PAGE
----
The 10 salads on the menu, prepared by Miss Kiki, range from the traditional Greek salad with feta to beetroot salad, tabouleh, potato salad and broccoli salad. The tiny outdoor restaurant grills the meat right outside, the same way it did before it had electricity.
Tip: The restaurant opens at 1:00 pm and is very popular among locals (and celebrities), so get there before it opens to avoid a long wait time. If you end up waiting in line, the views and the wine won’t disappoint. And BRING CASH!
Where to find it: Kiki’s Taverna at Agios Sostis Beach is about a five-mile (19 minute) taxi ride from Mykonos Town, but you won’t find a sign so you’ll need to follow your nose. The taverna sits next to the church of Agios Sostis overlooking Agios Sostis Beach.
Amygdalota is a small round cookie made with almonds, rosewater and caster sugar (fine sugar). Traditional cookies in the Cycladic chain of Greek islands — to which Mykonos belongs — are typically consumed raw, melting the minute you put them in your mouth. But in Mykonos you’ll find them baked, making for a great treat both on the island and back on your ship.
Where to find it: You can buy these treats from many bakeries, but the best is Kyklamino , on the peripheral road (outer road leading away from Mykonos Town) about five minutes outside of Mykonos Town. Their 30 years of experience make it a popular place for locals to buy their sweets.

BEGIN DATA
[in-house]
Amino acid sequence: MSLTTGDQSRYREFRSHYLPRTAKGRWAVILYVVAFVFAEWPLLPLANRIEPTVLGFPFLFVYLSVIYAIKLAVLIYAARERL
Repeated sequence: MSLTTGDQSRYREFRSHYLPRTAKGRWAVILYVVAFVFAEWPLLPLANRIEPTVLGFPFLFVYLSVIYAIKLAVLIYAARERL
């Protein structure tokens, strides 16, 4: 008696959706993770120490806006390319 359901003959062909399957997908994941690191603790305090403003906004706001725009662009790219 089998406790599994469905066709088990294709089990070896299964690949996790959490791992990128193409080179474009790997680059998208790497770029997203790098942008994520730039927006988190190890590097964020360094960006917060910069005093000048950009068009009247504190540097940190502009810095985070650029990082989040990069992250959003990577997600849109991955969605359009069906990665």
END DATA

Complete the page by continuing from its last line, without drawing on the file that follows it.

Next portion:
This thick, milky, non-alcoholic drink made with sugar, almond essence, almond milk and rose water is served over ice and is a traditional soft drink on Mykonos. While it is cheek-puckeringly sweet, it’s also quite refreshing on hot days.
Where to find it: The best soumada can be found in Skaropoulos Pastry Shop, about a 10-minute taxi ride outside of Mykonos Town heading toward the monastery of Ano Mera.
Die-hard carnivores will love louza, the Mykonian delicacy of cured pork. Similar to prosciutto and served as part of a meze or sliced into a salad, the pork is hung to dry for at least a month before serving. What makes it so special is the local herb, savory (known as 'throubi’, that grows wild around the island.
Where to find it: Just about any taverna will serve this traditional dish, but the best places to go are along the waterfront of Mykonos Town: Kadena, Madoupas and Alegro are all frequented by locals.
Melopita is a sweet Mykonian dessert combining base ingredients of ricotta cheese, honey, cinnamon, lemon and semolina. Because all the ingredients are fresh, you can almost feel guilt-free eating it … almost.
Where to find it: Skaropoulos Pastry Shop or Kyklamino Patisserie. Both are about a five-minute drive from Mykonos Town and stock melopita freshly made, but you can find it in any good taverna or restaurant.
Paraportiano is a dry white or red organic wine synonymous to Mykonos and you can find it at Mykonos Vioma. Their wine is superior because no chemicals or pesticides are used on the grapes and sheep graze the land to naturally remove any weeds and insects that could destroy the harvest. The fine soil and year-round warm temperatures make for ideal growing conditions. This is a great wine to drink with a meal or to take home as a gift.
Where to find it: It’s sold at Mykonos Vioma (located on the road toward Fokos Beach) and is also supplied to many restaurants and shops around the island.